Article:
• Hyperbilirubinemia (Jaundice): Excessive bilirubin (pigment) in the blood resulting in yellowing of skin and whites of the eyes. Bilirubin is usually broken down and excreted in urine and stool. The newborn is lacking the enzyme necessary for this breakdown and therefore bilirubin may buildup in the bloodstream. Jaundice is normal in many newborns. Excessive jaundice, however, may be caused by blood incompatibility, infection, or liver malfunctions and requires treatment to prevent possible brain damage to the newborn.
  • Immaturity: The condition of being born at a point of development incompatible with life outside the uterus without supportive measures, usually prior to 37 weeks of pregnancy.
  • Intramuscular Injection: Medication given into a vein through a needle. The medication can be given full strength in a short time or diluted in sterile fluids and given over an extended time.
  • Local Anesthesia: injections of a preparation, such as Novocain or Lidocain, to cause loss of sensation (numbness) in a body area.
  • Malpresentation: Any part of the baby other than the vertex (top of the baby’s head) or the breech (the bottom), which enters the pelvis first, (i.e. face or shoulders).
  • Pap Smear: Screening test for cervical cancer. The Cervix is lightly scraped with a plastic spatula to obtain cells for microscopic examination.
  • Placental Abruption: Separation of the placenta from the wall of the uterus before the birth of the baby, therefore cutting off the blood supply to the baby. Abruption can occur before or during labor, and is usually associated with complications of pregnancy, such as high blood pressure or severe trauma, and requires immediate cesarean birth.
  • Placenta Previa: Placenta which implanted low in the uterus and is either partially or totally covering the internal opening of the uterus (internal cervical os). Such a condition may cause bleeding from the placenta, which may be life-threatening to the baby.
  • Postmaturity: Failure of the placenta to function optimally when pregnancy has continued well past the due date, usually beyond 42 weeks. May result in fetal distress or baby showing characteristics of nutrition deprivation.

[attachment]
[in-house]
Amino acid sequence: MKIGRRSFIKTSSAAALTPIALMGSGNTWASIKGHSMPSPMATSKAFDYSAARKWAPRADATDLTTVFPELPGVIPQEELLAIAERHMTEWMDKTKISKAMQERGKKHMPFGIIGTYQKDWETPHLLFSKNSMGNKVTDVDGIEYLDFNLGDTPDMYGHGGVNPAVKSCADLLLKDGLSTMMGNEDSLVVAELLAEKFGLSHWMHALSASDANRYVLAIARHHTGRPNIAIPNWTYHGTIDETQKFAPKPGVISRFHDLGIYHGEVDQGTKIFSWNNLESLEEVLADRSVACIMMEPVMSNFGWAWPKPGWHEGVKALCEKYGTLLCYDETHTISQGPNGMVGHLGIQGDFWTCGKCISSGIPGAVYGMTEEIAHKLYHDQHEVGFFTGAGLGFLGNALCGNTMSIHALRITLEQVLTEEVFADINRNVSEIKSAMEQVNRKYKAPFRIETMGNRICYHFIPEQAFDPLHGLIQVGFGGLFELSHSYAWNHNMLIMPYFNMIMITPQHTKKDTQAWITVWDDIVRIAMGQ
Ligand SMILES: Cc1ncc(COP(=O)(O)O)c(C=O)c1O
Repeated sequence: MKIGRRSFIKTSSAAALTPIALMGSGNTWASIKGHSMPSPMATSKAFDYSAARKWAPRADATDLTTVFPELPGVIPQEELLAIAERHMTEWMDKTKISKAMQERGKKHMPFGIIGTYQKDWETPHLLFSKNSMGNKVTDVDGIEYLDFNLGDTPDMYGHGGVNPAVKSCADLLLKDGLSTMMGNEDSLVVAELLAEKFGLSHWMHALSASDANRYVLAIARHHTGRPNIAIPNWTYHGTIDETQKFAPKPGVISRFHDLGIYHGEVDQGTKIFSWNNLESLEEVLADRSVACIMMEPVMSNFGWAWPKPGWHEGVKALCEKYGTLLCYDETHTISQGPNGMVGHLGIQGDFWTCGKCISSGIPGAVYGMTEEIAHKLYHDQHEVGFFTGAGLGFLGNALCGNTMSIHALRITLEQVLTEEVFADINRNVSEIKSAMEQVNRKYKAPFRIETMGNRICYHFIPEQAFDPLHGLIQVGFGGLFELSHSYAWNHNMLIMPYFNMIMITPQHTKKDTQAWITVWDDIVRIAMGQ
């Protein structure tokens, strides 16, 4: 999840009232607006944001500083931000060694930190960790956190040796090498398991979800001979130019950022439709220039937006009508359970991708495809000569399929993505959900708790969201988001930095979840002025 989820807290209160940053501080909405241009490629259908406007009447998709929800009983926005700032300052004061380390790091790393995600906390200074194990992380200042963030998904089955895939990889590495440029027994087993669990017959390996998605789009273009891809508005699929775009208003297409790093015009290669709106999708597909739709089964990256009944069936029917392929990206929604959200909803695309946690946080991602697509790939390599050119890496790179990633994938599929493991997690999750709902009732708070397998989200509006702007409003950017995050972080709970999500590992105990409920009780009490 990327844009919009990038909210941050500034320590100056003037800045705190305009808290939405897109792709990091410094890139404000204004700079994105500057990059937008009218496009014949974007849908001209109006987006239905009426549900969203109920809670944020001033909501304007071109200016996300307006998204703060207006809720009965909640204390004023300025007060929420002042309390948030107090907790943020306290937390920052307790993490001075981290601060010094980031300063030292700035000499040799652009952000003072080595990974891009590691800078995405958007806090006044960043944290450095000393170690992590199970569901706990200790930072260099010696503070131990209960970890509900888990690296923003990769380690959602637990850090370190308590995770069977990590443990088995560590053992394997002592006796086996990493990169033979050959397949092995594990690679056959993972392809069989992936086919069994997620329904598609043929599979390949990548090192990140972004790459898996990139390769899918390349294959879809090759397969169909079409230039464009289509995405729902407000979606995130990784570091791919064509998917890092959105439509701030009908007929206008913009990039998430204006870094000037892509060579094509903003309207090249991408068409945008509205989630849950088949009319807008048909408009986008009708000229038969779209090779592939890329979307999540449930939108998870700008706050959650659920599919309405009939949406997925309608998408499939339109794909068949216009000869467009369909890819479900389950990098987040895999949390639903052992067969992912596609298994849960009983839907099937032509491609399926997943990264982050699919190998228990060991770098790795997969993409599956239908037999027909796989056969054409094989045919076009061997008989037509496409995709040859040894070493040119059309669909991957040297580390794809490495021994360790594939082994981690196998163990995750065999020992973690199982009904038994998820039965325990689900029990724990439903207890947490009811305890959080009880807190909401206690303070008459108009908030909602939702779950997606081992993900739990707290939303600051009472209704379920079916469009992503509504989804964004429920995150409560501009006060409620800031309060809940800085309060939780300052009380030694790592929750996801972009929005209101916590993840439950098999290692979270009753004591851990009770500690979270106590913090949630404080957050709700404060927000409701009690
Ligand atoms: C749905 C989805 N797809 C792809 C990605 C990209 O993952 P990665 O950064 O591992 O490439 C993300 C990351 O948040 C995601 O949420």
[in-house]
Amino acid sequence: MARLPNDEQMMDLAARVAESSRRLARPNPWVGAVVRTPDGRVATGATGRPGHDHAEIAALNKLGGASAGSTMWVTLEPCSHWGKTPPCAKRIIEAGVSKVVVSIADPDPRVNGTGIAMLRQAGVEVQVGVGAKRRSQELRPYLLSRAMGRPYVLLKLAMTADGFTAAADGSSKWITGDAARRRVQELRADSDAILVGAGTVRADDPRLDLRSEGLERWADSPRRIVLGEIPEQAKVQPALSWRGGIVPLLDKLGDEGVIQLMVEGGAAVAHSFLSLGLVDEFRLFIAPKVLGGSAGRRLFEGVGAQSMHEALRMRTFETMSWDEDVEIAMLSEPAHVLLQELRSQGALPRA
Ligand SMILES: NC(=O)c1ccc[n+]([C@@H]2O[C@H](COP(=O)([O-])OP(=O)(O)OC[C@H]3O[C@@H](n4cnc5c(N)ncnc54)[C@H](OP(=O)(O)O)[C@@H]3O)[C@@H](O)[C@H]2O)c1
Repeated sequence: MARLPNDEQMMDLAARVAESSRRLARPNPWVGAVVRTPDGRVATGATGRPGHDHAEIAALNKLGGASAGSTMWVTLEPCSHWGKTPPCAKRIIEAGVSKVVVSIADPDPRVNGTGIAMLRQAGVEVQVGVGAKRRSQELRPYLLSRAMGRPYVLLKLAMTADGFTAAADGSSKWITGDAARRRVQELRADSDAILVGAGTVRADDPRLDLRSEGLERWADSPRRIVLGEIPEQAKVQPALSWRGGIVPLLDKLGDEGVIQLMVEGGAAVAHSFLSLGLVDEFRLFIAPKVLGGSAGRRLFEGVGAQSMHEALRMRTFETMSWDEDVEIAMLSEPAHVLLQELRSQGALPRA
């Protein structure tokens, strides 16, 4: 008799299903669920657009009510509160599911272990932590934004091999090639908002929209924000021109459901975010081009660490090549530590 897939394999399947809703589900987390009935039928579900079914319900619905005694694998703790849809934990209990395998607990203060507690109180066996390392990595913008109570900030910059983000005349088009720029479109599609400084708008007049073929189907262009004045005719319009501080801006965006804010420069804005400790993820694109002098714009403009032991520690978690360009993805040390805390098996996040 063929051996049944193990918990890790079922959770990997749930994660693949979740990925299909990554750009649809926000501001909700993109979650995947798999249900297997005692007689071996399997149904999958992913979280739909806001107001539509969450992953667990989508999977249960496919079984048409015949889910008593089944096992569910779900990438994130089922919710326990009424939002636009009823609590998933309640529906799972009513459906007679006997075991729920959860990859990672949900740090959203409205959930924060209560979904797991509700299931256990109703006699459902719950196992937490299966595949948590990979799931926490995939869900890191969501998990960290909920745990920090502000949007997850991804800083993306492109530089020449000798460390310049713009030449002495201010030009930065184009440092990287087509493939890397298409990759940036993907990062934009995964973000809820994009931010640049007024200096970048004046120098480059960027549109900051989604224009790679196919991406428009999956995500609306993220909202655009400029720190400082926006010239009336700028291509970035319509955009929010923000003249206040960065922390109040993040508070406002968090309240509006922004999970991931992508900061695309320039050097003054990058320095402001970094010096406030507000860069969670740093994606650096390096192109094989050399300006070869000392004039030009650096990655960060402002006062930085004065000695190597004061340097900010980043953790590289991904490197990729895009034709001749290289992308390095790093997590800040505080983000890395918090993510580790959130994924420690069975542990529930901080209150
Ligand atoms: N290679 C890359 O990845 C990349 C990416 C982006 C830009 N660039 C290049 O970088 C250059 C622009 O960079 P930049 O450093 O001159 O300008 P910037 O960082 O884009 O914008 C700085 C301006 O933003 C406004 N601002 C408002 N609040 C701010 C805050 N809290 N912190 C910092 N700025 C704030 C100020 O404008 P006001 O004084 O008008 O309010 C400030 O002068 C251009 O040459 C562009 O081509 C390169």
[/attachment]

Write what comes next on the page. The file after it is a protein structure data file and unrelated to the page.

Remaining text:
• Precipitate Labor: Labor and delivery lasting less than three hours, often associated with tumultuous contractions, either spontaneous or induced. Such labor may cause trauma to the baby as it cannot so rapidly adapt to the process of being born.
  • Cord Prolapse: Expulsion of the umbilical cord into the vagina with rupture of the membranes due to the presenting fetal part not being firmly fixed in the pelvis. Compression of the cord by the descent of the baby cuts off blood supply to the baby, causing fetal distress and possible death if not diagnosed and managed immediately.
  • Respiratory Distress Syndrome: Breathing difficulty in the early hours or days after birth due to incomplete lung development. Usually present in immature babies, and requires careful monitoring and treatment of the baby.
  • Retained Placenta: Placenta that is not able to be expelled spontaneously following the birth of the baby.
  • RH Factor: An antigen (protein substance) which in 85% if the population is present in the blood (Rh Positive). In 15% of the population, the antigen is absent (Rh Negative). If the Rh negative expectant mother receives or has received in the past Rh positive antigen, antibodies may form in the blood. These do not affect the mother, but may cause a harmful blood incompatibility if the baby she carries has Rh positive blood.
  • “Rhogam”: A medication administered to an Rh negative mother after giving birth to an Rh positive baby, to prevent the development of antibodies in the mother, which could affect future pregnancies.
  • Serology: Blood test used to screen for the presence of syphilis, a venereal disease which, if untreated, can be harmful to the unborn infant and the mother.
  • Shoulder Dystocia: Difficult delivery caused by the bony shoulders of the infant getting stuck on the bony pelvis of the mother. Shoulder dystocia is associated with maternal obesity, oversized infants and maternal diabetes.
  • Subcutaneous Injection: Medication given beneath the skin with a needle and syringe.
  • Uterine Rupture: Tearing of the wall of the uterus. Usually associated with pervious uterine surgery, cesarean section, trauma to the uterus, or extremely prolonged labor.

 

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Questions? Schedule a tour of our Mesa birth center, or come in for a consultation.  Use our contact form or call Willow at 480-565-5990 today.